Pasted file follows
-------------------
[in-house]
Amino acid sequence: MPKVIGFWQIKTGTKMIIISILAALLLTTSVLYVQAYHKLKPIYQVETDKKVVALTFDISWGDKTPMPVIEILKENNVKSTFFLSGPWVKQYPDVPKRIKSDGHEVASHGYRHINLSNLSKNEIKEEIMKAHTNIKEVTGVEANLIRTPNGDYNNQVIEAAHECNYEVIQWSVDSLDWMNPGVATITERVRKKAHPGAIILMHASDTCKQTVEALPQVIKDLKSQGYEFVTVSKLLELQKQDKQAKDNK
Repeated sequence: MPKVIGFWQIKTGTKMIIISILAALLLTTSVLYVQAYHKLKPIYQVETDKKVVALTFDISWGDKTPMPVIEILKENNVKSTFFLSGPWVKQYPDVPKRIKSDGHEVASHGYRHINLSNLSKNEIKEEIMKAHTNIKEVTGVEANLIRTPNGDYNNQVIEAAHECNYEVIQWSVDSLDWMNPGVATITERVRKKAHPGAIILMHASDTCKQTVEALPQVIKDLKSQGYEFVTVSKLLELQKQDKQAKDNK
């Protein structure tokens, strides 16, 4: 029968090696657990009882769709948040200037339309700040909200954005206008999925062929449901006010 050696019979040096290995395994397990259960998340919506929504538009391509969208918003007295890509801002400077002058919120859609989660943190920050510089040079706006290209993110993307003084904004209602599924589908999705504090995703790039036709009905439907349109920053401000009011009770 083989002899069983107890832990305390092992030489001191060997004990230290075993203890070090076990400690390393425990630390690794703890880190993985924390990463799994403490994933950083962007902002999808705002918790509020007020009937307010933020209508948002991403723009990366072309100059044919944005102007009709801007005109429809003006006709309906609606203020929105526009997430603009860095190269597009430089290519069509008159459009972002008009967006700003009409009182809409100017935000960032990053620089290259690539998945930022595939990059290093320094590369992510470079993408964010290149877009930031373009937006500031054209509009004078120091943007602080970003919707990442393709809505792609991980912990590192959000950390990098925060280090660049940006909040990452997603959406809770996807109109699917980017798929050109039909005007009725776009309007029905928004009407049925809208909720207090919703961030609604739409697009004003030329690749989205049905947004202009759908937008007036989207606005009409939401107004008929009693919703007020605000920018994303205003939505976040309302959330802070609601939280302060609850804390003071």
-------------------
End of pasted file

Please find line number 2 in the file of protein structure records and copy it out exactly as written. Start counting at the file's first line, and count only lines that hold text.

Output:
Amino acid sequence: MPKVIGFWQIKTGTKMIIISILAALLLTTSVLYVQAYHKLKPIYQVETDKKVVALTFDISWGDKTPMPVIEILKENNVKSTFFLSGPWVKQYPDVPKRIKSDGHEVASHGYRHINLSNLSKNEIKEEIMKAHTNIKEVTGVEANLIRTPNGDYNNQVIEAAHECNYEVIQWSVDSLDWMNPGVATITERVRKKAHPGAIILMHASDTCKQTVEALPQVIKDLKSQGYEFVTVSKLLELQKQDKQAKDNK